Well-Being//

3 Simple Ways You Can Practice Self-Care Daily in the Workplace

It's always worth it to take care of yourself when you're on the clock.

When we think about the act of self-care, we tend to associate it with behavior that happens in our off hours like taking a bubble bath or practicing yoga. No matter what industry you work in, practicing self-care in the workplace can be extremely difficult to do. There are emails that need to be answered, phone calls and meetings to take, assignments to work on, team members to train, and dozens of other side tasks. Doing all this and more every single day can result in skipping lunches, overstimulation, and leaving for the day feeling drained rather than accomplished. You may even wonder if it’s worth it to try to take care of yourself while you’re on the clock.

It’s tough to remember to check in with yourself when it feels as though your first, and only, priority should be work. As a CEO, I know this feeling firsthand. But, I also know there are dangerous side effects that come with working on autopilot and pushing your needs away as something to get to later. If you’re ready to practice self-care at work, and I mean really act on it each day, here’s what you need to do.

Be present for 10 minutes

Mindfulness expert Andy Puddicombe conducted a TED Talk in 2012 called “All it takes is 10 mindful minutes.” During his speech, Puddicombe reflected on the power of doing absolutely nothing for 10 minutes each day except for experiencing the present moment.

It’s highly likely that throughout any given workday, you do get at least 10 minutes of downtime where you can be perfectly still. It’s also highly likely that you spend this time doing something else like scrolling through your Instagram feed or listening to a podcast. Power down everything around you, including your thoughts, and simply take that time to be. This allows your mind to hit refresh and recharge from within which can make a big difference in how your workday plays out afterward.

Take it slow

We live in an age where everything, and everyone, is moving too fast. We should respond back to emails as soon as we receive them, churn out our workload quickly, and be able to immediately grasp new concepts at the drop of a hat.

What we don’t take into consideration as much anymore is the learning curve. Everyone has a different style for leaning into learning and there is an increasing expectation that one size should fit all. Speeding everything up goes well beyond the workplace, too, with journalist Carl Honoré noting at TEDGlobal 2005 that moving this quickly has a negative effect on our lives and the lives of those around us.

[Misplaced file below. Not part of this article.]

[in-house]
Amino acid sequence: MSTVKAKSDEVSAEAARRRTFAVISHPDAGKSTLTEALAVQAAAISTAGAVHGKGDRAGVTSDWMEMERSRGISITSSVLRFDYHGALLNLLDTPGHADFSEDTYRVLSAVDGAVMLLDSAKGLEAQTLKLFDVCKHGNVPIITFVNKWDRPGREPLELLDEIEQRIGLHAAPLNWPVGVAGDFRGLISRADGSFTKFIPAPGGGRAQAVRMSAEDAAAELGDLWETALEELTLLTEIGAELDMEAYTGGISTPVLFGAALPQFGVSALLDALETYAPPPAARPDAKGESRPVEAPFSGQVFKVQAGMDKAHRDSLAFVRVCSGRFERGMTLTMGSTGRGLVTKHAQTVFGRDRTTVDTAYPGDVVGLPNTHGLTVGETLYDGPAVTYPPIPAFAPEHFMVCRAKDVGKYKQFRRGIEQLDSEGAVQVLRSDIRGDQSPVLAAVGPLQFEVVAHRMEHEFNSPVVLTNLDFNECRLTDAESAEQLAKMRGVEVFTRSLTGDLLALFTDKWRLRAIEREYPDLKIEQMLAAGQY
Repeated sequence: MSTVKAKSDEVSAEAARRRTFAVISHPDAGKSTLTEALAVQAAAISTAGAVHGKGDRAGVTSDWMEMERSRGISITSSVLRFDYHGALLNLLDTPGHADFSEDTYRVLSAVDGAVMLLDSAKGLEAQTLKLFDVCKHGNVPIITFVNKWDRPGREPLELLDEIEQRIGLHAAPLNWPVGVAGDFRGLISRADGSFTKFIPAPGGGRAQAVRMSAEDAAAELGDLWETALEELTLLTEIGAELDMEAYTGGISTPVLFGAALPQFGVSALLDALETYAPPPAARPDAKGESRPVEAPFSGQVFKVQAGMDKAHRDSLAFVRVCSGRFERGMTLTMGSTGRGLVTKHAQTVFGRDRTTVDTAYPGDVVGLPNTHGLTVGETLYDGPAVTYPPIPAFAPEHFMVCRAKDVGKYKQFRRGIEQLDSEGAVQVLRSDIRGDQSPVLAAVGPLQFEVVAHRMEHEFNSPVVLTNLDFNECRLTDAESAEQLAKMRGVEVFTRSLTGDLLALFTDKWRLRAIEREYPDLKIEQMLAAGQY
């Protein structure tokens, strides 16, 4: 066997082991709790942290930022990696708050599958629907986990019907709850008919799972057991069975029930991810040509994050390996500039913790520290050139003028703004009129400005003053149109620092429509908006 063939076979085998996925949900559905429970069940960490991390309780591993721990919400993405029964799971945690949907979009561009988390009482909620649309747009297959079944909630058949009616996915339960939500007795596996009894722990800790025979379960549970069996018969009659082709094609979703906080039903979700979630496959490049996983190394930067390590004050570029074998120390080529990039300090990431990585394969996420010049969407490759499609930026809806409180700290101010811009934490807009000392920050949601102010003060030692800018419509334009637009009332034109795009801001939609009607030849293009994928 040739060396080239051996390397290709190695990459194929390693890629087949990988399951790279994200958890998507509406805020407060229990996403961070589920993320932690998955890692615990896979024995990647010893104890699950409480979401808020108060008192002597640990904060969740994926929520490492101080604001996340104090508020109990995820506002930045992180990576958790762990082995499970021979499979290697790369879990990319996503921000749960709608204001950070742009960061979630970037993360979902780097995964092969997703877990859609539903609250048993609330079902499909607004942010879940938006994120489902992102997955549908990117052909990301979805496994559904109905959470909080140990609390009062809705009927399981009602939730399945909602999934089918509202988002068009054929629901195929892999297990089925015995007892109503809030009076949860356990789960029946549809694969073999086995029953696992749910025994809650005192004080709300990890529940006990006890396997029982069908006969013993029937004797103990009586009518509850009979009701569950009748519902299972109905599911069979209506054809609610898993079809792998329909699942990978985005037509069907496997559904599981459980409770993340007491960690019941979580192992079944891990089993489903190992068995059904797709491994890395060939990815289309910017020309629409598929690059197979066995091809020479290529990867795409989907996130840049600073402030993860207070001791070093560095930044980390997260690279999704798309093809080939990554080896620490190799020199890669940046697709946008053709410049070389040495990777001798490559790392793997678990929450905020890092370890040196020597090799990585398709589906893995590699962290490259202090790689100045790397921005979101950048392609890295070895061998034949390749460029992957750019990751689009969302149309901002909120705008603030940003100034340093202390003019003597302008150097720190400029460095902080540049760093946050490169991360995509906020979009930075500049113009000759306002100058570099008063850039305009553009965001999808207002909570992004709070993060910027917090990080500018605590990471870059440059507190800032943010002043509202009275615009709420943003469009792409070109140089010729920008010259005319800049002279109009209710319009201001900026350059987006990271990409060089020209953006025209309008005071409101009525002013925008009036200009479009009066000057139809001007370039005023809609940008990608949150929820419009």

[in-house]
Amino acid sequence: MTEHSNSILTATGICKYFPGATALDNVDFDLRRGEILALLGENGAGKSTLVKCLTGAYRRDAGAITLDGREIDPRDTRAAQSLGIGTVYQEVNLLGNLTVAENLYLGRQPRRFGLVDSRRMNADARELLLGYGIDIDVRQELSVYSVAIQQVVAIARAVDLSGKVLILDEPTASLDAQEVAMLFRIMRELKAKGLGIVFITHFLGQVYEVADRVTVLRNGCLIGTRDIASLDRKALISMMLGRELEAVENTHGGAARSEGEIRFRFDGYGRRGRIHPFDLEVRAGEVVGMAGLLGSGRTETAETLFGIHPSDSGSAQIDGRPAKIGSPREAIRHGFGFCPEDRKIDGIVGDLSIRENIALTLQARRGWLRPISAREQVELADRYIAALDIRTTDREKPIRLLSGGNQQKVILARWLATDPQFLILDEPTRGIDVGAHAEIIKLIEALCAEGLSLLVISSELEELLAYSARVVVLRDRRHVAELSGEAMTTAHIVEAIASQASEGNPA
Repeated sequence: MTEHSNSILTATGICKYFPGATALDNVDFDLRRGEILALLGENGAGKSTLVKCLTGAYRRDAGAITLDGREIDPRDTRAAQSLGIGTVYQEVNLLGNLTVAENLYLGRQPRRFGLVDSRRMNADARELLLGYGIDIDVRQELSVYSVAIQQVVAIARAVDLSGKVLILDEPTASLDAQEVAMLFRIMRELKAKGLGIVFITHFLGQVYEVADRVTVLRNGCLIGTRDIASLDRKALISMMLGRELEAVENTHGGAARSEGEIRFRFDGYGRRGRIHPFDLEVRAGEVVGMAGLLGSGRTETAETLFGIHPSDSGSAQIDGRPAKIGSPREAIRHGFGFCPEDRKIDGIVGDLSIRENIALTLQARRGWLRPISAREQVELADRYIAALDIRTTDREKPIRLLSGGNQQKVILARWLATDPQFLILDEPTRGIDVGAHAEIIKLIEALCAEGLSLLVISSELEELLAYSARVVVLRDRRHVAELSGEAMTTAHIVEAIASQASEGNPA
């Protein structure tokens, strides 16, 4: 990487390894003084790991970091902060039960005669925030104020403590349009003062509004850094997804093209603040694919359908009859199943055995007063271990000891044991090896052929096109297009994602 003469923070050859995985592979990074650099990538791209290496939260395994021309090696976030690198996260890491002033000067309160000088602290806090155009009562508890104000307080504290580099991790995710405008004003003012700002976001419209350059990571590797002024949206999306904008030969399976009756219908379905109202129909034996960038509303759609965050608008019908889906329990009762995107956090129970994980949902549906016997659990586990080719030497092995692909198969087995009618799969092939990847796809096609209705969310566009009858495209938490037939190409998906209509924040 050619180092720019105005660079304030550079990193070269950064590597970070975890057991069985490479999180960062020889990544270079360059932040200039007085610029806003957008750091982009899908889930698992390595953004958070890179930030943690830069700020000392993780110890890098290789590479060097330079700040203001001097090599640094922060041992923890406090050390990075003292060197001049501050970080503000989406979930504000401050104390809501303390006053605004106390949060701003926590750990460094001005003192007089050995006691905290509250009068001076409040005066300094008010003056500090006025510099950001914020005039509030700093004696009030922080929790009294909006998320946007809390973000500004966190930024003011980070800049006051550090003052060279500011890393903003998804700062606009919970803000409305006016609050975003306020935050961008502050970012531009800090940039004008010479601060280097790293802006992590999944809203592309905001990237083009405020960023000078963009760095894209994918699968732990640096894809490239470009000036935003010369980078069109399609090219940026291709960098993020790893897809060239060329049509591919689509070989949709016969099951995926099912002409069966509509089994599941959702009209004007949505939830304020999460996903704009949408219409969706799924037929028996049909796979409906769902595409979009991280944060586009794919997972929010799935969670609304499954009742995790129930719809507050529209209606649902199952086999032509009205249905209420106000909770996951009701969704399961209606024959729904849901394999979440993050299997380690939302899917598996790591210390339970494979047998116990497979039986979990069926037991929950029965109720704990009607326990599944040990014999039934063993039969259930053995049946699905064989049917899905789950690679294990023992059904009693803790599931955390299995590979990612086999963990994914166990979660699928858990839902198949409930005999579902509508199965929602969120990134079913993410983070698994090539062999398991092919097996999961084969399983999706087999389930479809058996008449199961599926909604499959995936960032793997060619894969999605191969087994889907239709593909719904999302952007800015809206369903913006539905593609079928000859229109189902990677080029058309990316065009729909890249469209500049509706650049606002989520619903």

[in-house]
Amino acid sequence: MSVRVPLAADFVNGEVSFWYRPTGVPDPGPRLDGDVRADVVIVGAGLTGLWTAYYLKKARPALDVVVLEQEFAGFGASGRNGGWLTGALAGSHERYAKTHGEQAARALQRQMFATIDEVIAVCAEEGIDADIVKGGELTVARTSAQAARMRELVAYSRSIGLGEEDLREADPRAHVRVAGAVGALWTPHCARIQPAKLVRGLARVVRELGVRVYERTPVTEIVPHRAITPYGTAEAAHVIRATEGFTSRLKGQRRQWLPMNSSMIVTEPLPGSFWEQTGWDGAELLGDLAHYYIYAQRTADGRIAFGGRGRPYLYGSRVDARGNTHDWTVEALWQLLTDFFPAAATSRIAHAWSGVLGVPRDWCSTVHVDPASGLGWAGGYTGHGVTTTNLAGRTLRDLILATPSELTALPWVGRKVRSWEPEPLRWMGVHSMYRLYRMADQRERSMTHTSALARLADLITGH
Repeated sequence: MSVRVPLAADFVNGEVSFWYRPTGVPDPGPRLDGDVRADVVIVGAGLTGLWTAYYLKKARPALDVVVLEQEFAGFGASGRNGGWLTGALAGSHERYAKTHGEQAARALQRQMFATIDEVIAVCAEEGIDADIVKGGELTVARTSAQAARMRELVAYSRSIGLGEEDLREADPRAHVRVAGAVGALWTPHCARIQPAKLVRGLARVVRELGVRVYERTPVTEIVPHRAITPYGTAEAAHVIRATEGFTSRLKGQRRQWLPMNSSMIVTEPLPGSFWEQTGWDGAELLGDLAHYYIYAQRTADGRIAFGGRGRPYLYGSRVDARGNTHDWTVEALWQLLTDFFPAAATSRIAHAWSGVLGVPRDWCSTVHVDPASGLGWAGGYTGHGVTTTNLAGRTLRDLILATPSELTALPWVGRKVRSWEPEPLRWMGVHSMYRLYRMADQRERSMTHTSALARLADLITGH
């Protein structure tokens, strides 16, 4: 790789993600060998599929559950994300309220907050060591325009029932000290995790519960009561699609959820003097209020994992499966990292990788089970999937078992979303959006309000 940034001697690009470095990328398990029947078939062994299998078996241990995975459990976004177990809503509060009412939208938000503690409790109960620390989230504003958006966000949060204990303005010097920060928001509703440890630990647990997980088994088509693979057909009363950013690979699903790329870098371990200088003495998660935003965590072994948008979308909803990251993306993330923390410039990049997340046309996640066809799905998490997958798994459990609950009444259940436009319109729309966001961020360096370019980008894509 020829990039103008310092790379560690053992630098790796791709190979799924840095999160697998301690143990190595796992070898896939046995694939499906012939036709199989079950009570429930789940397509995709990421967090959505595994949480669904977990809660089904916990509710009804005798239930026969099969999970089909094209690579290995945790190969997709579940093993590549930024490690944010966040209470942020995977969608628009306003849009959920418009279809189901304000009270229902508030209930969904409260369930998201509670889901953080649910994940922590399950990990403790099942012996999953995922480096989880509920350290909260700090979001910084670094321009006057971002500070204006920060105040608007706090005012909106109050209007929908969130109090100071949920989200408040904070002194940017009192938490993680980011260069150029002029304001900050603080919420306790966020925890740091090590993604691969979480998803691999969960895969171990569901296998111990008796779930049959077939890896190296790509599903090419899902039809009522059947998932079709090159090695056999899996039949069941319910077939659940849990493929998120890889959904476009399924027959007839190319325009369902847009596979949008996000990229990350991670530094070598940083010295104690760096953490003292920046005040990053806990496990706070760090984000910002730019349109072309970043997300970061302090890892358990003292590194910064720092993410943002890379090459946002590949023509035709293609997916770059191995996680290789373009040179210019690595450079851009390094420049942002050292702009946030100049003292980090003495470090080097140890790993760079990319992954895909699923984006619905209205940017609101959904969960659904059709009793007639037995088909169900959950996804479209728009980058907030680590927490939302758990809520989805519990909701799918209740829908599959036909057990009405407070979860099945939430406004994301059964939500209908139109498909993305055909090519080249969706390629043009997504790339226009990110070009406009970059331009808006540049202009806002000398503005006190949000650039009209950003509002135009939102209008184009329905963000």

Pause for a moment to take stock in every element of your day where you move exceptionally quickly. How does it make you feel afterwards? Do you feel as though you were able to do your best work or really connect with the place you were in? Or did you just wanted to get something over with so you could move on to the next item on your agenda?

Once you clearly identify the spots where you want to start slowing down, start doing that. Slow down to the right moments, as Honoré says. When you do this, you are able to start doing everything better.

Express yourself through a stream of consciousness

Some days are tough, to the point where you feel like yelling at everyone for absolutely no reason. Others have you caught in a rut, feeling as though you can’t do anything right. Expressing yourself is key to letting these emotions out, but the biggest hurdle is figuring out how to do that and return back to your job in a better mood.

Why not let the feelings loose through a creative stream of consciousness? Keep a personal journal on you and write about how the day is making you feel. Draw pictures or write lyrics to your own song about the issues you’re facing. Nothing you write needs to be perfect or philosophical. Put pen to paper and let those feelings go until you feel like they’re out of your system. You’re likely to find that you feel a bit lighter in releasing those thoughts instead of keeping them bottled up inside. Some of the things that bothered you, when you reread them in retrospect, might not have been so bothersome after all either.

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People look for retreats for themselves, in the country, by the coast, or in the hills . . . There is nowhere that a person can find a more peaceful and trouble-free retreat than in his own mind. . . . So constantly give yourself this retreat, and renew yourself.

- MARCUS AURELIUS

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